Recordings covering lives from the 1930's onwards, paperwork, biographies and some photographs of participants. Themes covered by the Project so far include the jute and textile industry (Dundee and India), the arts, academia, comics, journalism, publishing, disabilities, medicine, politics, armed services, retail, photography, sport and leisure, music and fashion. Themes also include childhood, family, education and work.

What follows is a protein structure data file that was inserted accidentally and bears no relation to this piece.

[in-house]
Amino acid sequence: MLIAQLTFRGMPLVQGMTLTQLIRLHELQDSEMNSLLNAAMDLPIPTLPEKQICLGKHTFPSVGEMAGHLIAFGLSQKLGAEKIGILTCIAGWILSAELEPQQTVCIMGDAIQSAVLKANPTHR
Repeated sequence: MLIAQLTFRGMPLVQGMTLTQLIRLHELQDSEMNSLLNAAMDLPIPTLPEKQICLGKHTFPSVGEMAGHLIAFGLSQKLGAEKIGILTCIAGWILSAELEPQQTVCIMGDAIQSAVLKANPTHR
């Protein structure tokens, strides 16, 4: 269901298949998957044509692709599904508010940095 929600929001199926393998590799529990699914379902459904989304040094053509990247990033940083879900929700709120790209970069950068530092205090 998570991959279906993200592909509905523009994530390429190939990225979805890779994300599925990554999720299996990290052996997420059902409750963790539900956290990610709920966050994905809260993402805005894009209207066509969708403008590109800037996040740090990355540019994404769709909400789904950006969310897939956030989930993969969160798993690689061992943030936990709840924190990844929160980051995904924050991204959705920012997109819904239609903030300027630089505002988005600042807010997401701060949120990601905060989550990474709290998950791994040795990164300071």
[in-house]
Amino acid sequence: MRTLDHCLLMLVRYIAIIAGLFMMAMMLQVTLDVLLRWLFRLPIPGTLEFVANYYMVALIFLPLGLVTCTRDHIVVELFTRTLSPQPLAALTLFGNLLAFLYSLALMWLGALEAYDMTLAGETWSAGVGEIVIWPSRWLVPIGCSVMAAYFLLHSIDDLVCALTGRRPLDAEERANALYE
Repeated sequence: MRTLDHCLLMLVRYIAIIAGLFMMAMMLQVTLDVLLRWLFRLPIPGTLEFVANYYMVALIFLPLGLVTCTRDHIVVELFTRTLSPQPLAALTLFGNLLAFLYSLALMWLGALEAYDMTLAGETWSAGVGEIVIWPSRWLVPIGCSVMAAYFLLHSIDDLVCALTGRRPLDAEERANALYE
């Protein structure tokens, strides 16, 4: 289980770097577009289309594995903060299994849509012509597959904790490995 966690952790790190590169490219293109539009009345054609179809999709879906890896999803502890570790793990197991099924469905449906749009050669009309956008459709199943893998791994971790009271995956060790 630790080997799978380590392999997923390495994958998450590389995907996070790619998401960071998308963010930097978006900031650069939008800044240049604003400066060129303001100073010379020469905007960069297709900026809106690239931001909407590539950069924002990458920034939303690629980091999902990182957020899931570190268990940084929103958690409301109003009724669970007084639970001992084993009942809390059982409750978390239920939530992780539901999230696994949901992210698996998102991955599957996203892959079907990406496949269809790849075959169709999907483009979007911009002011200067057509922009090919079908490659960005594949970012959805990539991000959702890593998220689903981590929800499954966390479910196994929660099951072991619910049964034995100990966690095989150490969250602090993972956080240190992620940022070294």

James Wilson (1756-1830) originally apprenticed to A. Murray, cooper of Beith, between 1771 and 1774 was a cooper in Pollokshaws and later (possibly) a farmer in Lochwinnoch, near Paisley. In 1782 he married Margaret Blackburn, daughter of John Blackburn and Margaret Clark. They had ten children, the sixth of whom, James Wilson (1794-1863), carried on the trade of cooper and in 1816 also entered into partnership with his elder brother John (1783-1834) as a soap and candlemaker, continuing to pursue both trades in Pollokshaws. In 1825 he married Helen Primrose, the eldest of sixteen children of William Primrose and Christian Brown. James and Helen Wilson had ten children, two of whom - William Primrose Wilson (1836-1926) and James Wilson (1848-1919) - formed the company of Wilson Brothers to manufacture wool in Alva, Clackmannanshire. Both William and James Wilson became members of the Bakers' Incorporation of Glasgow in 1893 and Burgesses of the City of Glasgow in the same year. In 1878 James married Margaret Steven, the second of seven children of Alexander Steven and Agnes Ann McNeil. They moved down to London in 1893 where James Wilson looked after the London end of the business and built it into a more successful concern. His older brother was responsible for the company's affairs in Alva. The family moved back to Alva in 1908. James and Margaret Wilson had four children: Alexander Steven Wilson (1882-1976), Helen Primrose Wilson (1885-1958), James Blackburn Wilson (1888-1961) and Agnes Ann McNeil [Nancy] (1894-1944). Alexander Steven trained as an electrical engineer at Finsbury Technical College and then worked with the German firm of Siemens Schukert Werke in Nürnberg and with Siemens Brothers and Co Dynamo Works in London. The letters he received from his family during this period give a fascinating glimpse of life in early Edwardian London. In 1907 he was asked to help his father with the family's woollen manufacturing business in Alva, and he became a partner in 1908. James Blackburn became a partner in 1922, along with their cousin A H W Forrest. The family connection with Wilson Brothers was continued through Alexander Steven's son Peter Sidney Steven Wilson (1925-1992). Helen Primrose was a nurse during the Great War of 1914-1918, while James Blackburn Wilson served with the French Red Cross, in the Verdun Sector, between February 1916 and April 1917, and later the British Army, between May 1917 and February 1919, serving in both Britain and France. In 1922 he married Mary Taylor Watt, the youngest of seven children of John Watt and Agnes Taylor Dickie, and a sister of Professor Hugh Watt, sometime Moderator of the Church of Scotland. James Watt Wilson, who gave the collection to the University, is the youngest of three children of James Blackburn and Margaret Wilson, and was born in 1930.